Gaucher disease is a genetic disorder passed along to children born to two parents with the recessive trait. The disease affects as many as 1 in 50,000 people with the highest risk in the Ashkenazi Jewish population. The three types of Gaucher disease are type 1, type 2 and type 3. Type 1 is the most common. Patients with Gaucher disease do not produce glucocerebrosidase. Without this enzyme, harmful substances build up in some organs.

Carriers of Gaucher disease do not present with symptoms. If the disease is present in family history, married couples may wish to have genetic testing before having children. If only one parent tests positive for the Gaucher disease recessive gene, there is no risk of passing the disease on to children. If both parents test positive for the recessive gene, there is a high risk of passing the disease onto children.

Who is at Risk?
Gaucher disease can affect anyone, but the Ashkenazi Jewish population is at highest risk for type 1 Gaucher disease. Lifespan for the three types of Gaucher disease varies with type 2 leading to an extremely early death.


Symptoms of Gaucher disease typically appear early in life. Patients with type 2 Gaucher disease are often diagnosed during infancy characterized by extreme neurologic development problems. Other symptoms of Gaucher disease include:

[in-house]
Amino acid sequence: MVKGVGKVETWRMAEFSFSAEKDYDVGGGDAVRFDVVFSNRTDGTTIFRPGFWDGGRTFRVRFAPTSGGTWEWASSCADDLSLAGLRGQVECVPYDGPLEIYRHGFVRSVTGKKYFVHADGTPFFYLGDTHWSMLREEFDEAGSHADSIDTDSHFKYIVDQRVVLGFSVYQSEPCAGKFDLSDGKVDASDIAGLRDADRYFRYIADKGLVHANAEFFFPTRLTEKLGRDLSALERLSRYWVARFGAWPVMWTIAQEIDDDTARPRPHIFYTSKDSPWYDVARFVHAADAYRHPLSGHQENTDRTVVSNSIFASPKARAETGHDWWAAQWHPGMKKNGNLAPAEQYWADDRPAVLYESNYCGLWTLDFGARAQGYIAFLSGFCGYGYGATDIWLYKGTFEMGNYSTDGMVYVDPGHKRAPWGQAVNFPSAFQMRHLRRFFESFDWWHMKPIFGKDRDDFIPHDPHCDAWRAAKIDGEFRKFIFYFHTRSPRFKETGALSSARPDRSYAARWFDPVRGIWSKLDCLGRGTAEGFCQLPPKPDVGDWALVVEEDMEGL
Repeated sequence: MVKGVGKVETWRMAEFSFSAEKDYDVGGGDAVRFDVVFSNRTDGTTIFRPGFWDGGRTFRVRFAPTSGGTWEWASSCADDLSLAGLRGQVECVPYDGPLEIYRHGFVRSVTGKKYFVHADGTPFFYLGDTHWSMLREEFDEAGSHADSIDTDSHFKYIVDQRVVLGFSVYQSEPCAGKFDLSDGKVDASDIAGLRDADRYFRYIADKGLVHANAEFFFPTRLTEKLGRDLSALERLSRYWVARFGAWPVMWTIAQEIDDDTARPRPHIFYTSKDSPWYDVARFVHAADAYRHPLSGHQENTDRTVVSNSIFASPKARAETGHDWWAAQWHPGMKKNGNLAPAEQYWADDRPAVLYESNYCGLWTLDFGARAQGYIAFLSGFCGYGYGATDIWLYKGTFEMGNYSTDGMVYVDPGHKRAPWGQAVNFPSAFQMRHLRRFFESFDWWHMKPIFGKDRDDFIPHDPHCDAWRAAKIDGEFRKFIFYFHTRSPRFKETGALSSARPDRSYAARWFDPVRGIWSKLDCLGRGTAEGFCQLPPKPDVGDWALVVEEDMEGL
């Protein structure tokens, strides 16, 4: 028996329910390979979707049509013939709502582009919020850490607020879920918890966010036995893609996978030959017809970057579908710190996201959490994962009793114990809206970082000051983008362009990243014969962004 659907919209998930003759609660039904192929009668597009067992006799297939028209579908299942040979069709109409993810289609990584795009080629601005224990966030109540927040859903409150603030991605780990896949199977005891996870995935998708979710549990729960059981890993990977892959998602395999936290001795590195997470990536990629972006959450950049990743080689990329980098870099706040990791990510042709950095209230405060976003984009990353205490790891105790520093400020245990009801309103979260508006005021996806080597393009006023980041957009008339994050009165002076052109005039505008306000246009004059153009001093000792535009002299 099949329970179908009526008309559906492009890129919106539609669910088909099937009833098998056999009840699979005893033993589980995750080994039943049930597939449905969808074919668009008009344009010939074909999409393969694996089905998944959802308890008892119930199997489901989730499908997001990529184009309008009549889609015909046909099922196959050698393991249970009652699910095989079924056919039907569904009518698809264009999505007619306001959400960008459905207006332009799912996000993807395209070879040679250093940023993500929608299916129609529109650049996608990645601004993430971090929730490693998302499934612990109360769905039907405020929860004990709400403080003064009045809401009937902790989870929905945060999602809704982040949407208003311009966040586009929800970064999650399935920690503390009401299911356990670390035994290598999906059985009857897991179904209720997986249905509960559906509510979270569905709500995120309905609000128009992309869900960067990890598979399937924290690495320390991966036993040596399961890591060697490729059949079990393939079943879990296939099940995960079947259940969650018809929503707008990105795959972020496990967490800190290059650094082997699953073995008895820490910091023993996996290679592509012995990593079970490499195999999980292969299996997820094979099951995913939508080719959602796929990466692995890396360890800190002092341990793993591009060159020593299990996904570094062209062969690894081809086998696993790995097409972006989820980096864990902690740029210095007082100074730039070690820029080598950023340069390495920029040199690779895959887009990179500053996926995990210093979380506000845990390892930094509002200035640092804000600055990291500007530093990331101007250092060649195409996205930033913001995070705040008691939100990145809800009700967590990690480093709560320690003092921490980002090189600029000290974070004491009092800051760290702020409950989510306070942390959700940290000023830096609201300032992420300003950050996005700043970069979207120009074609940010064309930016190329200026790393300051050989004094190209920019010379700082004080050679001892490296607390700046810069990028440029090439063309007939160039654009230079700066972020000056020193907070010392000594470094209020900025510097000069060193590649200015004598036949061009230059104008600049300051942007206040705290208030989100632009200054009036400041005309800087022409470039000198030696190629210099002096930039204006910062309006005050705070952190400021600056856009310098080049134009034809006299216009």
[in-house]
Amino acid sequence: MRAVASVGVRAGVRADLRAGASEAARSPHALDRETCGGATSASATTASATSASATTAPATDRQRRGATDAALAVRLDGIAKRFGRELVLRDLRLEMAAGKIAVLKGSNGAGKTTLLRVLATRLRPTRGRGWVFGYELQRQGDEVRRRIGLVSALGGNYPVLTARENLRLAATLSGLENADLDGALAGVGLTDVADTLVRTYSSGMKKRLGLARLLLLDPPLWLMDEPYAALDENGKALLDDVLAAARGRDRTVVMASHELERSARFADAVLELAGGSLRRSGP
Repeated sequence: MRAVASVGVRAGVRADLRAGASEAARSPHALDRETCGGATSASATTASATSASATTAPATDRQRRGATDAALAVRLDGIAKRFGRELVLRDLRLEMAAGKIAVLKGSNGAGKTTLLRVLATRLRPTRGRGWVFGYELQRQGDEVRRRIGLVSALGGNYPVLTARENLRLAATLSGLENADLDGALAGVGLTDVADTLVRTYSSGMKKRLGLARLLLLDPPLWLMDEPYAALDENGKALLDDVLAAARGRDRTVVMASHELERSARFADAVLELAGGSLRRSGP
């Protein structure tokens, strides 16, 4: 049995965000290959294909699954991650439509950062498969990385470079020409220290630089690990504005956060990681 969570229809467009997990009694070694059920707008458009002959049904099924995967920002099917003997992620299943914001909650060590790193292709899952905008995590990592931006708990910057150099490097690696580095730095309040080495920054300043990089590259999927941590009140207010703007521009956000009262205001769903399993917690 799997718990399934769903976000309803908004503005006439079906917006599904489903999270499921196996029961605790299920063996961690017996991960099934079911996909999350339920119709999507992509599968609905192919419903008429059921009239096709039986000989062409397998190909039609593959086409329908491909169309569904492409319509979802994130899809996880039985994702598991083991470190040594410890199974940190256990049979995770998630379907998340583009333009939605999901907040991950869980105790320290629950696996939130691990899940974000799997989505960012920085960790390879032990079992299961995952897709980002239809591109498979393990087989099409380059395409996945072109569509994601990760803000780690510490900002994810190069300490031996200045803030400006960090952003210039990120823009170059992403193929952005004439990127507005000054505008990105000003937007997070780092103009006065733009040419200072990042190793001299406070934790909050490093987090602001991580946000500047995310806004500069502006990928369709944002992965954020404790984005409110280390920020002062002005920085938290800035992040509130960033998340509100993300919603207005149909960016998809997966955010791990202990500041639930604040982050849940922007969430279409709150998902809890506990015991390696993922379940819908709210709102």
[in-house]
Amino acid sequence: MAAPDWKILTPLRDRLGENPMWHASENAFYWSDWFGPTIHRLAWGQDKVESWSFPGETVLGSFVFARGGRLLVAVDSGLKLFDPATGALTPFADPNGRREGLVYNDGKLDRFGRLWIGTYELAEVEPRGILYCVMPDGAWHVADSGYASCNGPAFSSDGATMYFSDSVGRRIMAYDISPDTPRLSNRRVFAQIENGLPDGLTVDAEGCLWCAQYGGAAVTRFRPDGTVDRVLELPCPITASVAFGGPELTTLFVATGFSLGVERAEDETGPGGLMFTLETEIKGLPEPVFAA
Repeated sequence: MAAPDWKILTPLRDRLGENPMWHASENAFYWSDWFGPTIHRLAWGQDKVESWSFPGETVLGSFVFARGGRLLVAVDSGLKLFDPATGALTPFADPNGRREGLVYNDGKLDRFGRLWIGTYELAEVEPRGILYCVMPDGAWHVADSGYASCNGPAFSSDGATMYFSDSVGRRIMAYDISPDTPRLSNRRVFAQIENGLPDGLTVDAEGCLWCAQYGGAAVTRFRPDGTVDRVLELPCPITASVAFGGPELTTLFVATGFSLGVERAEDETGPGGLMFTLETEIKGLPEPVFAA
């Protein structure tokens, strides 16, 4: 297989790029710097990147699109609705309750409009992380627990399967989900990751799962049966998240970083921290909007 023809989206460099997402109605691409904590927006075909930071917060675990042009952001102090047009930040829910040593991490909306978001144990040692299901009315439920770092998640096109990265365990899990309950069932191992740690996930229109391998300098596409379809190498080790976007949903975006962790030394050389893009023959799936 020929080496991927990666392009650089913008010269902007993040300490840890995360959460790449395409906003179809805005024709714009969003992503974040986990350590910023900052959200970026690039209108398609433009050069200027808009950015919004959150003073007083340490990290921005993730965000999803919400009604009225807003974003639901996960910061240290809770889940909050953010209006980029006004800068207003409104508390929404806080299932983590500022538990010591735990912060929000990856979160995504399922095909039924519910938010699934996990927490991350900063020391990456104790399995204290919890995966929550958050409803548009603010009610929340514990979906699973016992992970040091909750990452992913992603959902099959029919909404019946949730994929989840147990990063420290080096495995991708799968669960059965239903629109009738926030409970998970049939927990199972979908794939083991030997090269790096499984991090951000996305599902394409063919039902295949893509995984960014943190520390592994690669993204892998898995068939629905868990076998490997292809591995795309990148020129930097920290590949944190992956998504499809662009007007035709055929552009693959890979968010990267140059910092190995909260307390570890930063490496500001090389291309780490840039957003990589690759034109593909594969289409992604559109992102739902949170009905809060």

• Bone fractures
  • Bone pain
  • Bruising easily
  • Splenomegaly
  • Hepatomegaly
  • Lack of energy
  • Diseases of the lung
  • Heart problems
  • Edema
  • Seizures

Complications from Gaucher disease differ between types, but patients can expect to suffer anemia, bone problems and seizures. Early death is associated with type 2 Gaucher disease.

Diagnosis of Gaucher disease typically begins with a physical exam. Doctors look for enlarged organs, which are typically palpable during examination. Patients may present with irregular eye movement, lung disease and loss of hearing. After the physical exam, if the physician feels the patient is at risk for Gaucher disease, a battery of tests are ordered, including:

The only treatment for Gaucher disease is enzyme therapy. There is no cure for the disease, but some patients find relief after a bone marrow transplant. Patients may be treated for symptoms. There are no viable treatments for type 2 Gaucher disease.

Life Expectancy

Patients with type 1 and type 3 Gaucher disease tend to have a normal life span with medical care. Type 2, or infantile Gaucher disease, typically reduces lifespan to less than five years.